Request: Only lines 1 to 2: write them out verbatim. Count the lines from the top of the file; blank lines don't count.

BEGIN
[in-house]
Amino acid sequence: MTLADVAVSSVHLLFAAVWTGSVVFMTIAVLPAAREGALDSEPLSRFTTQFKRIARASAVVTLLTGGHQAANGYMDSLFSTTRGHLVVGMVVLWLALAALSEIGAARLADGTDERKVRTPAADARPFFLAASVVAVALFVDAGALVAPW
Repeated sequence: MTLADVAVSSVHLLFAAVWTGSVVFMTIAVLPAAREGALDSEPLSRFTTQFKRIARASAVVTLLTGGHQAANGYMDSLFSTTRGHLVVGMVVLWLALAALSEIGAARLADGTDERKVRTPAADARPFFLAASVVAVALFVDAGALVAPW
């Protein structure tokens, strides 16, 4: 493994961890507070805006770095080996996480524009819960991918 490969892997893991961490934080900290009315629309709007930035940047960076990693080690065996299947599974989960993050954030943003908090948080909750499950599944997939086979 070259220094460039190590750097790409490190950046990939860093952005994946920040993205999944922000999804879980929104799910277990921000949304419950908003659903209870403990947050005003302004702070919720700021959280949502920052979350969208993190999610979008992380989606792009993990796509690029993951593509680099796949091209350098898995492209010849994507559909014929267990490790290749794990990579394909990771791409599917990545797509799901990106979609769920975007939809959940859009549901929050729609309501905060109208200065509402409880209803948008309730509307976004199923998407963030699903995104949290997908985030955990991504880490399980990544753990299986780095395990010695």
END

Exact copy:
[in-house]
Amino acid sequence: MTLADVAVSSVHLLFAAVWTGSVVFMTIAVLPAAREGALDSEPLSRFTTQFKRIARASAVVTLLTGGHQAANGYMDSLFSTTRGHLVVGMVVLWLALAALSEIGAARLADGTDERKVRTPAADARPFFLAASVVAVALFVDAGALVAPW